Many borrowers would like a mortgage on which the monthly payment would drop following a large payment to principal. Mortgages fall into four categories with regard to how responsive they are to this need. Standard fixed-rate mortgages (FRMs) are the least responsive, next come standard adjustable rate mortgages (ARMs), then any FRM or ARM with an interest-only option, and finally the Home Ownership Accelerator (HOA), which is the most responsive.

Do Large Principal Payments Reduce Monthly Payments?
December 3, 2007, Rewritten August 29, 2016

On home mortgages, a large payment to principal reduces the loan balance, and with it the “fully-amortizing monthly payment”, or FAMP. FAMP is the level monthly payment required to repay the mortgage fully over its remaining term. Many borrowers would like a mortgage on which the monthly payment would drop to the new lower FAMP following a large payment to principal, and are disappointed when they find they don’t have one.  

The rules governing payment adjustments following extra principal payments vary with the type of mortgage. Fixed-rate mortgages (FRMs), adjustable rate mortgages (ARMs), and home equity lines of credit (HELOCs) all work differently in that regard.

Fixed-Rate Mortgages (FRMs) 

FRMs are the most rigid in that extra payments do not affect the required monthly payment at all. For example, if you borrow $100,000 for 30 years at 3%, your FAMP is $422. Pay this amount every month, and you pay off the loan in 30 years. If you make an extra payment of $10,000 in month 2, your payment in month 3 and all subsequent months remains $422. Your loan will pay off in month 305 instead of month 360, but until then, you receive no payment relief.

Of course, the lender can always agree to modify the contract, and some will do it for a fee. For example, the payment could be dropped to $379, which is the new FAMP following the $10,000 payment to principal.

Mortgages With an Interest-Only Option

There is one exception to the rigidity of FRMs noted above. If the FRM is interest-only for a period, which many were prior to the financial crisis, the payment should decline in the month following an extra payment. For example, if the $100,000 loan at 3% was interest only in month 2 when the borrower made a $10,000 payment to principal, the interest payment should decline from $250 to $225 the following month.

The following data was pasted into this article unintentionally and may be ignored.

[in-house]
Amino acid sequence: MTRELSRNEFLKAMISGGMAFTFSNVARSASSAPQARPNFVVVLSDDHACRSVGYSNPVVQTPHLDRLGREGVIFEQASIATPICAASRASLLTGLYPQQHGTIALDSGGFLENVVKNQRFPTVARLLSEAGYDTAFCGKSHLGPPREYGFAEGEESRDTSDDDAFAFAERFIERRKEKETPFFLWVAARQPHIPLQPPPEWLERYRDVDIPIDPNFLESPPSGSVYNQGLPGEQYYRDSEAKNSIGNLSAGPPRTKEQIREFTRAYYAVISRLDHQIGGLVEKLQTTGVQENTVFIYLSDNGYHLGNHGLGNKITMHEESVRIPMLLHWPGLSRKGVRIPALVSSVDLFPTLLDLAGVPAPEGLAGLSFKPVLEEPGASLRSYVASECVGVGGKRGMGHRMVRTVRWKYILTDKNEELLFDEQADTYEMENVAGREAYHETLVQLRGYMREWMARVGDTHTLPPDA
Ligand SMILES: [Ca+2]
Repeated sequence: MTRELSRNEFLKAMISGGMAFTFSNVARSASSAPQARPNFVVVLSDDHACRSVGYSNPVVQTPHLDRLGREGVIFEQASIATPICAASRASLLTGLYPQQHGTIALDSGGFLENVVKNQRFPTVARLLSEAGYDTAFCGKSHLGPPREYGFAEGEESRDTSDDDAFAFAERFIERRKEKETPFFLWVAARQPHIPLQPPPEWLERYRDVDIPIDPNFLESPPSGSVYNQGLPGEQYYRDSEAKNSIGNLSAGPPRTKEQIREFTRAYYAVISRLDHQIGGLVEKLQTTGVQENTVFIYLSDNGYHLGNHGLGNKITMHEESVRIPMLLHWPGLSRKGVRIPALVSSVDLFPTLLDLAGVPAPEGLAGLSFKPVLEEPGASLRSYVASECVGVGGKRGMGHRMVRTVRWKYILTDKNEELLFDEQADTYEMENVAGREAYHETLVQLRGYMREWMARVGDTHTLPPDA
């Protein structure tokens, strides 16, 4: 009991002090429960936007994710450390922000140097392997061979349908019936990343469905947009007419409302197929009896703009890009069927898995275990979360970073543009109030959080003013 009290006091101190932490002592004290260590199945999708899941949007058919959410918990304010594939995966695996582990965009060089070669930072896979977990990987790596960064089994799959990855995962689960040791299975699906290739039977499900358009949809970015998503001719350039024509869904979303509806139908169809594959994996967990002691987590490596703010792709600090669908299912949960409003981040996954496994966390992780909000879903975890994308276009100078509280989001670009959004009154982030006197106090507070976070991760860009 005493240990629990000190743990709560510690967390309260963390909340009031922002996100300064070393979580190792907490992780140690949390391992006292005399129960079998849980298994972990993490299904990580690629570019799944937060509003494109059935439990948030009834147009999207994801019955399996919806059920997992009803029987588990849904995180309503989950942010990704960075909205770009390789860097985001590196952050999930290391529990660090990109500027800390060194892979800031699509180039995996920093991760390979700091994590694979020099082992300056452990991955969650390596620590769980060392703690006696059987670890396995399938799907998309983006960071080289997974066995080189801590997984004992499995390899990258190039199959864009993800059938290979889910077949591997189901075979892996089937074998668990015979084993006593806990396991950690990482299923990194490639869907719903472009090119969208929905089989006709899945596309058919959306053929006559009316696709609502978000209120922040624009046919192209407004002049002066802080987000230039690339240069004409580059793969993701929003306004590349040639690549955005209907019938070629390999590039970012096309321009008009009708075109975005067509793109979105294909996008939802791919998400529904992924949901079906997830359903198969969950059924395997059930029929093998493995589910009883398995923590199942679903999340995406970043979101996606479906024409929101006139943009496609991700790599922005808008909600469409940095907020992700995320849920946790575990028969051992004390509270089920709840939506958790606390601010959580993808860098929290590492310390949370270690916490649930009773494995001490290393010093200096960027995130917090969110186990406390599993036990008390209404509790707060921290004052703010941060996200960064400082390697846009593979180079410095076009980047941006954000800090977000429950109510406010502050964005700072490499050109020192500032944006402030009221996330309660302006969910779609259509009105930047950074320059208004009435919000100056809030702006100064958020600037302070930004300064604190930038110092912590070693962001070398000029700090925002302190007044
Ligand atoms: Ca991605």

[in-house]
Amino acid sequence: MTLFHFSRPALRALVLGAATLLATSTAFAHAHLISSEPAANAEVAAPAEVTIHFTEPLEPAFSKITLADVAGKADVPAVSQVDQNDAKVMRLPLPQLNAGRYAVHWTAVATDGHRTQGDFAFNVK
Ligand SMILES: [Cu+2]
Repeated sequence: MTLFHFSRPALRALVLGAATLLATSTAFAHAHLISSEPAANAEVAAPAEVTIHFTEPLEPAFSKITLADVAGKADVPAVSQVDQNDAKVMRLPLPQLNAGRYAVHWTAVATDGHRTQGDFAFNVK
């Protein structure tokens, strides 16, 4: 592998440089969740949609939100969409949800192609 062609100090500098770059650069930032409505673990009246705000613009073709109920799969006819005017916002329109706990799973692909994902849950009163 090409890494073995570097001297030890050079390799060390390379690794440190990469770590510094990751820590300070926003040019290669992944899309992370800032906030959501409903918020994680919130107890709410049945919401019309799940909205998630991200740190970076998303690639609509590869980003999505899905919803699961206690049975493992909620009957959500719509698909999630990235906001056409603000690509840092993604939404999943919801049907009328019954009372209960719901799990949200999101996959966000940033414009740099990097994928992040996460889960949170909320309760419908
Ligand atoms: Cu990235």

In many cases, however, the payment adjustment was delayed because the lender’s servicing system could not handle the transaction properly. Such delays could range anywhere from a few months to the end of the interest-only period, which usually was 5 or 10 years. Interest-only is no longer an option on prime mortgages, and few new ones are being written.

Adjustable Rate Mortgages (ARMs)

With an ARM on which the borrower is making the FAMP, extra payments change the monthly payment at a rate adjustment. That happens in month 37 on a 3/1 ARM, month 61 on a 5/1 ARM, month 85 on a 7/1 ARM, and month 121 on a 10/1 ARM. On the rate adjustment date, the payment is recalculated using the new rate, the period remaining of the original term, and the outstanding balance which will reflect any extra payments made in prior months.  

Consider a 5/1 ARM for $100,000 at 3%, which has a FAMP of $422. That payment holds for the first 60 months, regardless of any extra payments made within that period. If the borrower made an extra payment of $10,000 in month 2, assuming the 3% rate is unchanged, the new FAMP will be $379, but the borrower must wait until month 61 to see it.  

ARMs become more responsive after the initial rate period ends because rate and payment adjustments then occur every year or every 6 months. This means that extra payments reduce the monthly payment within a year or less. 

Home Equity Line of Credit (HELOC) 

The monthly payment on a HELOC is highly responsive to a large principal payment. During the initial phase of a HELOC which usually runs for 10 years, the borrower pays interest only, though on new HELOCs some lenders now require a higher payment. In either case, since the required payment is a percent of the outstanding balance, a large principal payment results in an immediate reduction in the required payment.   

At the end of the initial rate period, borrowers enter the payoff period, during which they must begin paying the FAMP calculated over the remaining life of the HELOC, usually 20 years. The payment increase required as they switch into payoff mode is often substantial, since in the typical case no or very little principal payments had been made during the first 10 years. While a payment larger than the FAMP during the payoff period will cause the FAMP to decline the following month, this is academic to HELOC borrowers who have trouble paying the FAMP.  

Concluding Comment: Do You Really Want a Payment-Responsive Mortgage? 

Readers should not infer from this article that mortgage payment sensitivity is always a desirable feature. Reducing the monthly payment is a short-run goal that conflicts with the long-run goal of getting out of debt ASAP. While prioritizing the short-run goal is reasonable for borrowers who are having trouble making the current payment, it should be avoided by borrowers who don’t really need payment relief.

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